The May 8 IFC policy changes are intended to provide some financial protections to ACOs while limiting the potential for windfall gains. The IFC removes COVID-related costs from MSSP performance year expenditures – defined as a beneficiary’s Part A and B expenditures for affected months triggered by an inpatient episode of care for COVID-19. The same COVID-19 costs are removed from fee-for-service spending used to calculate regional and national trend factors. This will reduce the variation between the national and regional spending trends stemming from COVID, which will help large ACOs operating in COVID hotspots in particular.
In 2020, 37 percent of MSSP ACOs are subject to downside risk and will face potential penalties if their spending exceeds their benchmark. Prior to the new IFC, the proportion of ACOs with downside risk would rise to 64 percent in 2021. The new policy allows ACOs to continue in their current risk track for 2021, mitigating next year’s risk for many ACOs. The IFC also offers a one-year extension for ACOs whose agreement periods end in 2020 and allows them to maintain their prior benchmark.
Many ACOs have worked closely with their providers to rapidly deploy telehealth solutions after the Administration announced expanded Medicare coverage for these services. But CMS policy was unclear about whether telehealth visits could be counted for ACO attribution. The IFC clarifies that CMS will recognize many primary care services provided by ACO clinicians via telehealth, virtual check-ins, e-visits and telephone for beneficiary assignment starting in March 2020 and continuing through the public health emergency (PHE). This policy reduces the likelihood that 2020 ACO attribution will be skewed towards high-risk beneficiaries. But risks remain since it’s unlikely ACOs can completely make up lost primary care visit volume through telehealth; physician practices nationally have thus far replaced only fourteen percent of pre-COVID in-person visit volume with telehealth. ACOs also risk losing beneficiaries who receive telehealth services from non-ACO providers.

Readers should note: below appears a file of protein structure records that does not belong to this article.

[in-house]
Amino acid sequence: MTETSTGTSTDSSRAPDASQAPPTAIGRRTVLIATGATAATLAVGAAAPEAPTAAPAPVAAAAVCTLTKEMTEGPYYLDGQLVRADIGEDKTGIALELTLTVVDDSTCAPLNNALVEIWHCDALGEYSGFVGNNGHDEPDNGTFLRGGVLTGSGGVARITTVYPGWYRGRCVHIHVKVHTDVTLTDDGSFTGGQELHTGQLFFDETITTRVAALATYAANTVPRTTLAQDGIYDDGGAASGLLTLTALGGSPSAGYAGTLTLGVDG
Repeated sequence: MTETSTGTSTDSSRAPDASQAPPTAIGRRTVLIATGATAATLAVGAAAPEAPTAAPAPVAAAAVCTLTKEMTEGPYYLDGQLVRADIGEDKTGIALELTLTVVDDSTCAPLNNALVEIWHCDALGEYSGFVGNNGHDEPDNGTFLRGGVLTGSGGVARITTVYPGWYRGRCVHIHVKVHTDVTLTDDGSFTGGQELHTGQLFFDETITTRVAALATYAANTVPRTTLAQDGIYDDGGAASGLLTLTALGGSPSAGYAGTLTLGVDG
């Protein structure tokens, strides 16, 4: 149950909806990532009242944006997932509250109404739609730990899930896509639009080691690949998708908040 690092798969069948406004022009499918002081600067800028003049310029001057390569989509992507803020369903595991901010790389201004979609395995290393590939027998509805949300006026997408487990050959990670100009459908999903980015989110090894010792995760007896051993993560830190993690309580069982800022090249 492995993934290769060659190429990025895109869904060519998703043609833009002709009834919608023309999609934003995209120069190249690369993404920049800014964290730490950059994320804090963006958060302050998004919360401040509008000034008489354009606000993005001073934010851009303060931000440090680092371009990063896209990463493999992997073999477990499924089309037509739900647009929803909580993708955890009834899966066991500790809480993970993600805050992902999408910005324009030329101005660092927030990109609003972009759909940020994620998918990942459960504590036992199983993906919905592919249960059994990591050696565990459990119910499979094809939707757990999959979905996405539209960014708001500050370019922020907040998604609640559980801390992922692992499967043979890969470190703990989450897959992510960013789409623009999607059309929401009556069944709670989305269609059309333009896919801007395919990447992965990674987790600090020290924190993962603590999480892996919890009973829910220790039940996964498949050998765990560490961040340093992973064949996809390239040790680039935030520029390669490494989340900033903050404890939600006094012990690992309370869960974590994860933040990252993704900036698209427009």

CMS previously established an “extreme and uncontrollable circumstances” policy that offered providers and ACOs certain regulatory flexibility in the face of emergencies like natural disasters. On April 6, 2020 CMS expanded this policy to provide relief to ACOs for any shared losses they incur based on the number of months the COVID-19 PHE is in effect. The May 8 IFC clarified that the COVID PHE officially began in January, and it was recently extended until July 21 by Secretary Azar. If the PHE ends in July, any ACOs incurring shared losses in 2020 would have to repay only 42 percent (losses forgiven for seven months out of twelve). If the PHE continues through 2020, all ACO shared losses would be forgiven.